In response to Brown’s call for zero carbon homes, the Zero Carbon Hub was set up. One of the Hub’s tasks was to define zero carbon, but this definition was slowly watered down and in 2015 the national policy of delivering net zero homes by 2016 was scrapped. (The Hub itself closed in 2016.)
Designs for New Garden Quarter began in 2010 and the scheme met the 2011 London Plan definition of net zero. This stipulated that new buildings achieve a 35% carbon reduction on site, but didn’t require any carbon offsetting payments.
The Intend to Publish London Plan, published in December 2019, now calls for 35% carbon reduction on site but specifies that for residential buildings 10% should be achieved through energy efficiency measures. The remaining 65% can be paid for in offset payments or an offset mechanism, with the GLA recommending the price of carbon is set at £95 a tonne.
So although New Garden Quarter doesn’t meet London’s current definition of net zero housing, it was considered best practice at the time. “This highlights one of the key challenges of large, complex projects like this: they take a really long time to deliver,” said Justin. “PTE first started working on this site in 2011 and in that kind of time, both policy and technology inevitably move on. Balancing sustainable design and best practice with the fact that projects may take a decade to complete is challenging.”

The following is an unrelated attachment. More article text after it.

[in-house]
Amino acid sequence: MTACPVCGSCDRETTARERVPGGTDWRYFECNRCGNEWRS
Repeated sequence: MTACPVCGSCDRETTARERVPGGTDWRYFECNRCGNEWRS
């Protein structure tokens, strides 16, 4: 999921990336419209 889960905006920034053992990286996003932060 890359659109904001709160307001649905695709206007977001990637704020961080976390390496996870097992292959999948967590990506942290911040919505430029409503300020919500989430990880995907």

“Today, and looking forward to 2025 and beyond, net zero carbon encompasses everything: embodied carbon, operational carbon, and whole-life carbon over the whole lifecycle of a project (typically 60 years),” explained Tom. “This definition still allows for offsetting payments but the onus is on reducing carbon as much as possible on site.”
New Garden Quarter’s energy strategy
Justin explained that the scheme’s energy strategy followed the GLA’s energy hierarchy (which is still in use today):
- Be lean: use less energy
- Be clean: supply energy efficiently
- Be green: use renewable energy.
New Garden Quarter is lean because of its good fabric efficiencies, with U-values of 0.13 to 0.16. Although PTE is now delivering buildings with higher fabric efficiencies, at the time these U-values were considered good practice.
It’s green because most of the roofs are covered with solar electricity panels, also known as photovoltaics (PV).
And it’s clean because it has a combined heat and power (CHP) on-site plant that provides electricity and hot water to the entire development. Although they did consider connecting into an existing local heat network, the inherent inefficiencies in that heat network meant that plugging into it would significantly increase the scheme’s carbon emissions. So clients Notting Hill Genesis and Telford Homes decided to build their own CHP plant.